Biological nervous systems typically perform the control of numerous degrees of freedom for example in animal limbs. Neuromorphic engineers study these systems by emulating them in hardware for a deeper understanding and its possible application to solve complex problems in engineering and robotics. Central-Pattern-Generators (CPGs) are part of neuro-controllers, typically used at their last steps to produce rhythmic patterns for limbs movement. Different patterns and gaits typically compete through winner-take-all (WTA) circuits to produce the right movements. In this work we present a WTA circuit implemented in a Spiking-Neural-Network (SNN) processor to produce such patterns for controlling a robotic arm in real-time. The robot uses spike-based proportional-integrativederivative (SPID) controllers to keep a commanded joint position from the winner population of neurons of the WTA circuit. Experiments demonstrate the feasibility of robotic control with spiking circuits following brain-inspiration.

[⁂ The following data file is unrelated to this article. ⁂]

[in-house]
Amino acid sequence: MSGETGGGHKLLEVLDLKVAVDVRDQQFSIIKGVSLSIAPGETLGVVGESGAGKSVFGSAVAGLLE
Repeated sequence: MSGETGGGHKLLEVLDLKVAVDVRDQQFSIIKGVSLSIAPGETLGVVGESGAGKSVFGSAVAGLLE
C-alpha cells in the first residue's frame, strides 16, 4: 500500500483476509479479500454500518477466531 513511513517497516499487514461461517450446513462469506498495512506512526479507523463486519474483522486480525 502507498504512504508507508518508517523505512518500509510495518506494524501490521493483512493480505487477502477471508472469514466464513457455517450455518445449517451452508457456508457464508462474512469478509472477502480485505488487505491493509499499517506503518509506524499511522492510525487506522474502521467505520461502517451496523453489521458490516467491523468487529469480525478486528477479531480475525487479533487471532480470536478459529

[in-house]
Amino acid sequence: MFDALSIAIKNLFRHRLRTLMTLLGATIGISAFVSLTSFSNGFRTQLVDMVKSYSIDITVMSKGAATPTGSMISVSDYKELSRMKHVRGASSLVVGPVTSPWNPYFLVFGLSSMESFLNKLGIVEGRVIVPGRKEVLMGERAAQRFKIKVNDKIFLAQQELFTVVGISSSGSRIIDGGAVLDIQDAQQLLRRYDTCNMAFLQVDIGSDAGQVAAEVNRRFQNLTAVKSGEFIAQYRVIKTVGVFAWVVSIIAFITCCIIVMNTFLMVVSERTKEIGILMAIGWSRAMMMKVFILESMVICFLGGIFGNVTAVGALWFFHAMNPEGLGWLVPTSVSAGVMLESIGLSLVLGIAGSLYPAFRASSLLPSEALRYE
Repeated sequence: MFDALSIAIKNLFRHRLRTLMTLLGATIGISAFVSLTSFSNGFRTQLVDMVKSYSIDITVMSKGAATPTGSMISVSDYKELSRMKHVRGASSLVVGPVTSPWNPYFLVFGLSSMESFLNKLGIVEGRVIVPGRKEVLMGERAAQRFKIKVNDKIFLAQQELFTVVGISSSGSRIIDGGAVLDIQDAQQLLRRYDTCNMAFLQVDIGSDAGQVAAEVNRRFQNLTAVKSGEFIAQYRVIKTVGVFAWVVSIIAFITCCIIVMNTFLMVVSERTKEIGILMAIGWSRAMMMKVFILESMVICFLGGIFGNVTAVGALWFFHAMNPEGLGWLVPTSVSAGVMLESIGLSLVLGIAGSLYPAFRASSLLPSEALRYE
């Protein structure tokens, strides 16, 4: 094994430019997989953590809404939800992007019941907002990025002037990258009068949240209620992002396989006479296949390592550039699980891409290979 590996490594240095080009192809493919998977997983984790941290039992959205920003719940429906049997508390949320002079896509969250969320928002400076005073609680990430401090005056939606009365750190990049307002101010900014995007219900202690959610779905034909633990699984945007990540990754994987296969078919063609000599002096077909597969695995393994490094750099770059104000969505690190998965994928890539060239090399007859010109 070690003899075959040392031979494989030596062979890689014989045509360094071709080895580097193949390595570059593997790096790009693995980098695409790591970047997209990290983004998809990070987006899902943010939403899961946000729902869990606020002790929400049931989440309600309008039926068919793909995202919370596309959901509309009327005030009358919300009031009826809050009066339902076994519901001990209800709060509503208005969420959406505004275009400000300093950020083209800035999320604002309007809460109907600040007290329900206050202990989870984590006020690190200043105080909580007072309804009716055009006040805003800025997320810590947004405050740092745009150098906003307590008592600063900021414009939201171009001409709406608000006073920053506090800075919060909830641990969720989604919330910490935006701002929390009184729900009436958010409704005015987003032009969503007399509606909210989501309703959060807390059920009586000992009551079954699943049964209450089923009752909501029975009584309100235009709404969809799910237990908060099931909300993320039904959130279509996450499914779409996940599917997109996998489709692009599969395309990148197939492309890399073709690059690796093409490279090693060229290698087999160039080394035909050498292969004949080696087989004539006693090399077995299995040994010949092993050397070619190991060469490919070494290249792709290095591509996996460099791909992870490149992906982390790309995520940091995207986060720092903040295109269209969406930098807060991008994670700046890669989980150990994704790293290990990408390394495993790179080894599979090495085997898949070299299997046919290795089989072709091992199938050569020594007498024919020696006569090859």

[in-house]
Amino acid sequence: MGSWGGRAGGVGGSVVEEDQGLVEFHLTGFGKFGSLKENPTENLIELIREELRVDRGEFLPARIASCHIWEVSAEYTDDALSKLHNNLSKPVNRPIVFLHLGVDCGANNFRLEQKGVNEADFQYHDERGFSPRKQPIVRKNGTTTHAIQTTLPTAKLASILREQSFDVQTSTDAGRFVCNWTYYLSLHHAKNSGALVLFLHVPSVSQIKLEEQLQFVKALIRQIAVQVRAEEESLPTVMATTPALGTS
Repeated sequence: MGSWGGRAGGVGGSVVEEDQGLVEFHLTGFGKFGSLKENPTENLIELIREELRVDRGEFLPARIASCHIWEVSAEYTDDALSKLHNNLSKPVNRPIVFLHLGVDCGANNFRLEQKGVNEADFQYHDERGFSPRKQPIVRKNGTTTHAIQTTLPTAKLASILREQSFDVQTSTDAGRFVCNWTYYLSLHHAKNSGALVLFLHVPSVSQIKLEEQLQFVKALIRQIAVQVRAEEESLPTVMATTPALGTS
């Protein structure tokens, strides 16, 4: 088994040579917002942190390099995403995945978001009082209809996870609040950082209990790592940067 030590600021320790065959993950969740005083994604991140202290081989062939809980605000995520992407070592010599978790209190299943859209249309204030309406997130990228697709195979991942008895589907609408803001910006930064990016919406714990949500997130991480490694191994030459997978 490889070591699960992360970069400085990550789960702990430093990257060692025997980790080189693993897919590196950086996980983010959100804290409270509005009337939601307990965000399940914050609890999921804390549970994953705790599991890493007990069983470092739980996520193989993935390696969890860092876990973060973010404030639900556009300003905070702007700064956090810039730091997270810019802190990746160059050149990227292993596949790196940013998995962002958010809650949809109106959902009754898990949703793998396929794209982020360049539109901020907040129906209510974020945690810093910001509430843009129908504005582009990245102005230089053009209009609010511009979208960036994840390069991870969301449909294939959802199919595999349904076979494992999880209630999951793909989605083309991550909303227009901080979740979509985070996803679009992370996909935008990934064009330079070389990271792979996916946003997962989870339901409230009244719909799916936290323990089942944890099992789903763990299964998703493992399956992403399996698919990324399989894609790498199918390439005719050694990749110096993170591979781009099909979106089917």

Despite neuromorphic engineering promises the deployment of low latency, adaptive and low power systems that can lead to the design of truly autonomous artificial agents, the development of a fully neuromorphic artificial agent is still missing. While neuromorphic sensing and perception, as well as decision-making systems, are now mature, the control and actuation part is lagging behind. In this paper, we present a closed-loop motor controller implemented on mixed-signal analog-digital neuromorphic hardware using a spiking neural network. The network performs a proportional control action by encoding target, feedback, and error signals using a spiking relational network. It continuously calculates the error through a connectivity pattern, which relates the three variables by means of feed-forward connections. Recurrent connections within each population are used to speed up the convergence, decrease the effect of mismatch and improve selectivity. The neuromorphic motor controller is interfaced with the iCub robot simulator. We tested our spiking P controller in a single joint control task, specifically for the robot head yaw. The spiking controller sends the target positions, reads the motor state from its encoder, and sends back the motor commands to the joint. The performance of the spiking controller is tested in a step response experiment and in a target pursuit task. In this work, we optimize the network structure to make it more robust to noisy inputs and device mismatch, which leads to better control performances.